According to Sartre, other people’s judgments invariably enter into our thoughts and feelings about ourselves. This isn’t bad in itself, for without these judgments we couldn’t truly know ourselves. What’s bad is when we allow ourselves (like Garcin) to become overly dependent on the opinions of other people. This leads to those people being “hell” for us. But although other people can be hell for us (if we relate to them in this way), they needn’t be (if we don’t).

4. Bad Faith

How does this conditional reading of “hell is other people” fit with Sartre’s pessimistic account of relationships in Being and Nothingness? The key to answering this question lies in a footnote at the end of his discussion of human relationships:

These considerations do not exclude the possibility of an ethics of deliverance and salvation. But this can be achieved only after a radical conversion which we can not discuss here.[8]

The “radical conversion” to which Sartre refers is a transformation from “bad faith” to authenticity, which is at the very core of his existentialist philosophy. People are in bad faith when they deceive themselves into thinking they aren’t ultimately free and responsible for their actions. Making excuses for what one does, inaccurately labeling oneself, inventing a role in order to hide behind it (as Garcin does)—these are all ways of being in bad faith.[9] Relationships between people who are in bad faith are bound to fail; relationships between people who are authentic, however, can succeed.

5. Heaven is Each Other

Unfortunately, Sartre never tells us what it takes to undergo this “radical conversion” from bad faith to authenticity. All he tells us is that he’ll tackle this problem in a later work, which he began but never finished.[10] But he did continue to think about relationships. In a 1971 interview, when asked about his statement that “hell is other people,” he responds:

But that’s only that side of the coin. The other side, which no one seems to mention, is also “Heaven is each other.” … Hell is separateness, uncommunicability, self-centeredness, lust for power, for riches, for fame. Heaven, on the other hand, is very simple—and very hard: caring about your fellow beings.[11]

So, even late in his life, Sartre still thinks that relationships can succeed.[12]

Notes

[1] Sartre 1989: 17.

[2] Sartre 1989: 45.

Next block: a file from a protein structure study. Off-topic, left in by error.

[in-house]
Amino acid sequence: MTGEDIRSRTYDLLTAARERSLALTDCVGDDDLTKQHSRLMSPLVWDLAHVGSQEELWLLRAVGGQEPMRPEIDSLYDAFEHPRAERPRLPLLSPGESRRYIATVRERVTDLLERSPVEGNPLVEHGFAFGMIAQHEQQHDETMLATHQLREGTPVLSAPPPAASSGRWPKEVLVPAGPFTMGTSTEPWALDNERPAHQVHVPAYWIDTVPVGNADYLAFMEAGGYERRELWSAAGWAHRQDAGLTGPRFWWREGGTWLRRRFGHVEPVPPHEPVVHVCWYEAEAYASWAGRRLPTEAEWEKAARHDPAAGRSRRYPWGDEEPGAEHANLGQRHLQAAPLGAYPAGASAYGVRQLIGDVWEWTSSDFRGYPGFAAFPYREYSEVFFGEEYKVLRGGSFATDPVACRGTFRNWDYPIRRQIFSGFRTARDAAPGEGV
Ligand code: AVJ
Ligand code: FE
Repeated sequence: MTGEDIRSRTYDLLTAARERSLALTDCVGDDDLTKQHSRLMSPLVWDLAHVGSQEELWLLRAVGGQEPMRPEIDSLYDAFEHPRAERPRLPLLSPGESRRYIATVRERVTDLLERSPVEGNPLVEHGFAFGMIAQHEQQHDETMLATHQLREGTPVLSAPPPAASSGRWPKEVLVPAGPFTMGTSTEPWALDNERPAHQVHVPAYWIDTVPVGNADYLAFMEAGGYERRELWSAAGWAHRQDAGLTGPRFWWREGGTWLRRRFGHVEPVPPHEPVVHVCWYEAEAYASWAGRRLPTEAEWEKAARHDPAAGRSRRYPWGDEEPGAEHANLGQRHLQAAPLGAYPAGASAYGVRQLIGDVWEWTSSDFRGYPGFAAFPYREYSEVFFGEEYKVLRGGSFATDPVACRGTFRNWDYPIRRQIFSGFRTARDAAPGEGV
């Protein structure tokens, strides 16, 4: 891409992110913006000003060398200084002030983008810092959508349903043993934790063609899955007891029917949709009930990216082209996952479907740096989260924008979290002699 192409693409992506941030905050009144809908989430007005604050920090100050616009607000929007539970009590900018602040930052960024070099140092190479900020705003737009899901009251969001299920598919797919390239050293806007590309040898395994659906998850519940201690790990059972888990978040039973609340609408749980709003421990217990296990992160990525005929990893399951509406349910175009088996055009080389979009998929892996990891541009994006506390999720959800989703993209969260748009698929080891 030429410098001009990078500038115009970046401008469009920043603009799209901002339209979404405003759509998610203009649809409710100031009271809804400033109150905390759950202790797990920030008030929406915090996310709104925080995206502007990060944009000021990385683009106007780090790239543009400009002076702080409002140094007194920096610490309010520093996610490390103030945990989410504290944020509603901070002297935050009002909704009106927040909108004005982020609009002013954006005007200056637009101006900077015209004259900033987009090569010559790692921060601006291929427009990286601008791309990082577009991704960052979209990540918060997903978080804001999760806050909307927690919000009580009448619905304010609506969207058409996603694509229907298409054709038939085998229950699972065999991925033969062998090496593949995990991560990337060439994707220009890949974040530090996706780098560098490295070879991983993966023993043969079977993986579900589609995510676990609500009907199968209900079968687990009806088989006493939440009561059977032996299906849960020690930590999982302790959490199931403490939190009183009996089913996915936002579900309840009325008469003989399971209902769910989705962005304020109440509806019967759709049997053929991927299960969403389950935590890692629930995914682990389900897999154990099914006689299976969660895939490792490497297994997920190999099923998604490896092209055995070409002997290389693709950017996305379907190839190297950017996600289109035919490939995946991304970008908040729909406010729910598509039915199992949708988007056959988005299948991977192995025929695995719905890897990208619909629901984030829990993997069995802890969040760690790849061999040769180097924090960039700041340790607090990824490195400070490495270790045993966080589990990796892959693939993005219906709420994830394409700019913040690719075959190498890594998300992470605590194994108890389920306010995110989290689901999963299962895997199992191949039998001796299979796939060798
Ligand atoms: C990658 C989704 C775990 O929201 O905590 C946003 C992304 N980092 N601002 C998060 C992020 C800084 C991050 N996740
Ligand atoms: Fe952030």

[3] Sartre discusses relationships in Chapter 3 (“Concrete Relations with Others”) of Part 3 (“Being-for-Others”).

[4] Sartre discusses freedom in Chapter 1 (“Being and Doing: Freedom”) or Part 4 (“Having, Doing, and Being”).

[5] Sartre – L’enfer, c’est les autres “Explications.”

[6] Sartre 1976: 199.

[7] Sartre 1976: 199-200.

[8] Sartre 1958: 412.

[9] Sartre discusses bad faith in Chapter 2 (“Bad Faith”) or Part 1 (“The Problem of Nothingness”).

[10] Extensive notes for this unfinished work were posthumously published as Notebooks for an Ethics.

[11] Sartre in Gerassi 2009: 130.

[12] Large portions of this essay were previously published in my chapter, “Is Hell Other People?” in The Good Place and Philosophy: Get an Afterlife. Thanks very much to Open Court for its permission to re-use this material here.

References

Berk, Kiki. 2020. “Is Hell Other People?” In Benko, Steven and Andrew Pavelich (eds.). The Good Place and Philosophy: Get an Afterlife. Chicago: Open Court.

Gerassi, John. 2009. Talking with Sartre: Conversations and Debates. New Haven: Yale University Press.

Sartre, Jean-Paul. 1958. Being and Nothingness. London: Routledge.

Sartre, Jean-Paul, Michel Contat and Michel Rybalka (eds). 1976. Sartre on Theater. London: Random House.

Sartre, Jean-Paul. 1992. Notebooks for an Ethics. Chicago: University of Chicago Press.

Sartre, Jean-Paul. 1989. No Exit and Three Other Plays. New York: Vintage.

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Camus on the Absurd: The Myth of Sisyphus by Erik Van Aken

Hell and Universalism by A. G. Holdier

What Is It To Love Someone? by Felipe Pereira

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About the Author

Dr. Kiki Berk is an Associate Professor of Philosophy at Southern New Hampshire University. She received her Ph.D. in Philosophy from the VU University Amsterdam in 2010. Her research focuses on Beauvoir’s and Sartre’s philosophies of death and meaning in life. k.berk@snhu.edu